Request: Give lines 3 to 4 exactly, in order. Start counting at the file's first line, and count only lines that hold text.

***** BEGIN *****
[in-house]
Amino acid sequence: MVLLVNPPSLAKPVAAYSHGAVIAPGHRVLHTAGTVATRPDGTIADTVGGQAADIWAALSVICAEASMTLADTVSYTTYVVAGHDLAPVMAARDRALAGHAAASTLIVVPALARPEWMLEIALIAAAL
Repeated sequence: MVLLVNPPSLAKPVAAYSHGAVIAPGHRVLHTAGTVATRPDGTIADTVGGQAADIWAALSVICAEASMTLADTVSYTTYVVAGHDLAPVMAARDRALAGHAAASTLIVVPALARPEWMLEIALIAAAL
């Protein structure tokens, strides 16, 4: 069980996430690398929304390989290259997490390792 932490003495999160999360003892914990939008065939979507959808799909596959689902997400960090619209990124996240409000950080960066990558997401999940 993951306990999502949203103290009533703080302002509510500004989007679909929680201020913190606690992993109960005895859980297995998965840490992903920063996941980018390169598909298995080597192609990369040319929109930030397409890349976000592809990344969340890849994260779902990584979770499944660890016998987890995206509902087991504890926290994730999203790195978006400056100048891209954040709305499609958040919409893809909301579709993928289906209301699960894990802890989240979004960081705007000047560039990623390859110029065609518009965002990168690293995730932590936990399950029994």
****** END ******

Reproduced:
Repeated sequence: MVLLVNPPSLAKPVAAYSHGAVIAPGHRVLHTAGTVATRPDGTIADTVGGQAADIWAALSVICAEASMTLADTVSYTTYVVAGHDLAPVMAARDRALAGHAAASTLIVVPALARPEWMLEIALIAAAL
């Protein structure tokens, strides 16, 4: 069980996430690398929304390989290259997490390792 932490003495999160999360003892914990939008065939979507959808799909596959689902997400960090619209990124996240409000950080960066990558997401999940 993951306990999502949203103290009533703080302002509510500004989007679909929680201020913190606690992993109960005895859980297995998965840490992903920063996941980018390169598909298995080597192609990369040319929109930030397409890349976000592809990344969340890849994260779902990584979770499944660890016998987890995206509902087991504890926290994730999203790195978006400056100048891209954040709305499609958040919409893809909301579709993928289906209301699960894990802890989240979004960081705007000047560039990623390859110029065609518009965002990168690293995730932590936990399950029994």